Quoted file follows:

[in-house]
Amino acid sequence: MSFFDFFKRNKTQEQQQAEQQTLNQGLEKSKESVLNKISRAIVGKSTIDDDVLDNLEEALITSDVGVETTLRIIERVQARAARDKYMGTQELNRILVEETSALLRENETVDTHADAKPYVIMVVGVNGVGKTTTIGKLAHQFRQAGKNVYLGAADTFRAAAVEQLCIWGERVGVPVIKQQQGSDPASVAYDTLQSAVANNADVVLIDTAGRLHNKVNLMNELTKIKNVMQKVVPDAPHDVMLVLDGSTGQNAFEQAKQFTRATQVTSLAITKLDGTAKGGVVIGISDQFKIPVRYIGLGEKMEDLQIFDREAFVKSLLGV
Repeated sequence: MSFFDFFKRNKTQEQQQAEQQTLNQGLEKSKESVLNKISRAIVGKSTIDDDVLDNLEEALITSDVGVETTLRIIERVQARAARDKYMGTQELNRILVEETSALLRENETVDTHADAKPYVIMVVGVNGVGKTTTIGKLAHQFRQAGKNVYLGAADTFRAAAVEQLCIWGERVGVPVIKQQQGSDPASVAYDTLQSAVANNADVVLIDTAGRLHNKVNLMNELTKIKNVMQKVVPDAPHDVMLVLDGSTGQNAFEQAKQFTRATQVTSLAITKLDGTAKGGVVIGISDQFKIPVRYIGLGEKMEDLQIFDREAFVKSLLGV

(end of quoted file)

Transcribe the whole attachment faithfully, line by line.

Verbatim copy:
[in-house]
Amino acid sequence: MSFFDFFKRNKTQEQQQAEQQTLNQGLEKSKESVLNKISRAIVGKSTIDDDVLDNLEEALITSDVGVETTLRIIERVQARAARDKYMGTQELNRILVEETSALLRENETVDTHADAKPYVIMVVGVNGVGKTTTIGKLAHQFRQAGKNVYLGAADTFRAAAVEQLCIWGERVGVPVIKQQQGSDPASVAYDTLQSAVANNADVVLIDTAGRLHNKVNLMNELTKIKNVMQKVVPDAPHDVMLVLDGSTGQNAFEQAKQFTRATQVTSLAITKLDGTAKGGVVIGISDQFKIPVRYIGLGEKMEDLQIFDREAFVKSLLGV
Repeated sequence: MSFFDFFKRNKTQEQQQAEQQTLNQGLEKSKESVLNKISRAIVGKSTIDDDVLDNLEEALITSDVGVETTLRIIERVQARAARDKYMGTQELNRILVEETSALLRENETVDTHADAKPYVIMVVGVNGVGKTTTIGKLAHQFRQAGKNVYLGAADTFRAAAVEQLCIWGERVGVPVIKQQQGSDPASVAYDTLQSAVANNADVVLIDTAGRLHNKVNLMNELTKIKNVMQKVVPDAPHDVMLVLDGSTGQNAFEQAKQFTRATQVTSLAITKLDGTAKGGVVIGISDQFKIPVRYIGLGEKMEDLQIFDREAFVKSLLGV